Archive for patriarchs

Alleged Patriarch Jacob/Israel

Posted in Atheism, Atheist, belief, Bible, faith, random, religion, thoughts with tags , , , , , , , on October 16, 2010 by chouck017894

The Genesis account of Jacob revolves around the third person of the Hebrew Scripture’s trinity (Abram/Abraham, Isaac, and Jacob/Israel).  Jacob is regarded as a major patriarch in Hebrew scripture.  In considering stories from Genesis, we should always remember that the word genesis is Latin from the Greek, and refers to generation, origin, and birth—not history.  Jacob, like his grandfather Abraham before him, was allegedly promised that the multitude of his descendents were to be given possession of Canaan.  The 7th century BCE priest-authors of these tales made it sound as though the Israelites (never defined as Hebrew) had been issued holy land-title to a specific region on planet Earth.  When consulting the more ancient texts on cosmology and astronomy upon which these accounts were structured, it is shown that much of the Jacob myth revolves around ancient astronomical references dressed in occult style: so taking sacred language at face value is precarious.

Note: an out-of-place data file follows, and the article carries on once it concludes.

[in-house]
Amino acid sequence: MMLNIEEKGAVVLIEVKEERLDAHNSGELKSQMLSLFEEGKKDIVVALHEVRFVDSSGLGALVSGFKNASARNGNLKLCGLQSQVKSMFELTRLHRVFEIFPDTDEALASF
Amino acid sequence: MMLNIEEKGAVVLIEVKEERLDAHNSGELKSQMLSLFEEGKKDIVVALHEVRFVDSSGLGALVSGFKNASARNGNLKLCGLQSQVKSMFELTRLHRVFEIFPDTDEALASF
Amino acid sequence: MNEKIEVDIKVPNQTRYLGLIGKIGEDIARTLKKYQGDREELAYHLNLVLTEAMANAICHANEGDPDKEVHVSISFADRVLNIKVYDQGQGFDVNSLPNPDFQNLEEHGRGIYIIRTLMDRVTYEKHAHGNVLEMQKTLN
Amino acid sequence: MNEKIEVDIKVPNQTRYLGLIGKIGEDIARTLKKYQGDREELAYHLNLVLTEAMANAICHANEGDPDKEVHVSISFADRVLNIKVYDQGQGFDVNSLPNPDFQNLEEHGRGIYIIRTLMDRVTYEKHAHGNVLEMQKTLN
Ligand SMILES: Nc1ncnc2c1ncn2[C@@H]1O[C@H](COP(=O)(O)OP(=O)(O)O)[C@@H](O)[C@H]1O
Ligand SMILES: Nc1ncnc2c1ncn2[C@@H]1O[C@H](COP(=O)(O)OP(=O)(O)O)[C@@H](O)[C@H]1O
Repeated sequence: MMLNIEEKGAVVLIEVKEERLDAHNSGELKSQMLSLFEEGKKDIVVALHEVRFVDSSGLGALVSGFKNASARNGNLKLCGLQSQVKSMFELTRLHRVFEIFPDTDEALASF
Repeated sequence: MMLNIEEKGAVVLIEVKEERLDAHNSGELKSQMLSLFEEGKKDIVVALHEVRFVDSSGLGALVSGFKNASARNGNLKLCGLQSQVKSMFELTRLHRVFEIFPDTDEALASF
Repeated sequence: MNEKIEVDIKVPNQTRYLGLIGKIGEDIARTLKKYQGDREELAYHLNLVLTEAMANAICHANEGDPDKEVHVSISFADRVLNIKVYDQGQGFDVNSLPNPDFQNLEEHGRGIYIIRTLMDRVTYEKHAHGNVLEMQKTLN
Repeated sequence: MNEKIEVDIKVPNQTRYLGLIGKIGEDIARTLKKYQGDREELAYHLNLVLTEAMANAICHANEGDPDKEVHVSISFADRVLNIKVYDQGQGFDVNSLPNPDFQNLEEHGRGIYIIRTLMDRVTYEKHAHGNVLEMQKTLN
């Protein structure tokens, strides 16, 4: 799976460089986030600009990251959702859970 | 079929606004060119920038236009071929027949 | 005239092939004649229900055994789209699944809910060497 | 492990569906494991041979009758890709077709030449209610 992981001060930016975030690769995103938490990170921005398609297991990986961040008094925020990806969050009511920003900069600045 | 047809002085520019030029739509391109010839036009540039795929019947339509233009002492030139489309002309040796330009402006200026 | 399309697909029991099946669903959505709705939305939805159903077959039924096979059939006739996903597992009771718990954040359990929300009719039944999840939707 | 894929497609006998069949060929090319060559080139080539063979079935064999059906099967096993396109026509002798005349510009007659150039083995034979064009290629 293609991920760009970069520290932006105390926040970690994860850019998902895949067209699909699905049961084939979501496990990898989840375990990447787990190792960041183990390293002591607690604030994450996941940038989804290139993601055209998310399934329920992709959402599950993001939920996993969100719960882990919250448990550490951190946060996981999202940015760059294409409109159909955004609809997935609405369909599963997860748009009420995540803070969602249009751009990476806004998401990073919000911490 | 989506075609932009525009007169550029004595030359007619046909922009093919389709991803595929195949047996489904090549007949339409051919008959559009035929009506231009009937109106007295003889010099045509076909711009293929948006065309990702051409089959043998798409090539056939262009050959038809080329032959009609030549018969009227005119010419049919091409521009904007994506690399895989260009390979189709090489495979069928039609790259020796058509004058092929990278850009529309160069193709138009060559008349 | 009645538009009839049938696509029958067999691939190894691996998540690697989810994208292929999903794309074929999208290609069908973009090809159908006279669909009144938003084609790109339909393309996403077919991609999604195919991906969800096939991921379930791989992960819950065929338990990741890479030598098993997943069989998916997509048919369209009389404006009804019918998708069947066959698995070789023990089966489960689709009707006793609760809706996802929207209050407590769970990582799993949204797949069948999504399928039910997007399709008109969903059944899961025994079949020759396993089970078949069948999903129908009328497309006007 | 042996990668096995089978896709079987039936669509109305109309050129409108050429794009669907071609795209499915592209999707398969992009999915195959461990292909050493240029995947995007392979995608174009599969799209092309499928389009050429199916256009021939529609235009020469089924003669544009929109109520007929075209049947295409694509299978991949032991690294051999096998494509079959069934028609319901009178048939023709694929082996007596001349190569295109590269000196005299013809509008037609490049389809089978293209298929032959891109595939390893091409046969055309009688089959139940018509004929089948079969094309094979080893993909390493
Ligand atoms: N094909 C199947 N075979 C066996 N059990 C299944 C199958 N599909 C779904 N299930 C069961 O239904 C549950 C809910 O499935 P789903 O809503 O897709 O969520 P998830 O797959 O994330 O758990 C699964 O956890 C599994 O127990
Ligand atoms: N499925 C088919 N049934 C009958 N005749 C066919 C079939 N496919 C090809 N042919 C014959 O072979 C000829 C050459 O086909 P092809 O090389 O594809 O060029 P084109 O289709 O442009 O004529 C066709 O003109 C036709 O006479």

Jacob is cast as the twin brother of Esau, thus these characters are personification of the polar activity that is necessary for Creation.  Of the twins born to Isaac and Rebekah it is related that Esau was “first-born,” and like Adam was “red all over.”  Legend says he thrust out his hand from the womb and the midwife wrapped a red thread around his wrist, saying, “This came first.”  But Jacob, following after, “took hold on Esau’s heel” (Genesis 25:26), and thus the first hint of a struggle for domination is introduced into the tale.  And by eight short verses later Esau has sold his “birthright” to Jacob for a bowl of pottage.  With that sale of “birthright” the chapter ends.  Chapter 26 opens with a line that is vital in understanding world condition that influenced several Genesis myths; it says,  “And there was a famine  in the land, besides the famine that was in the days of Abraham.”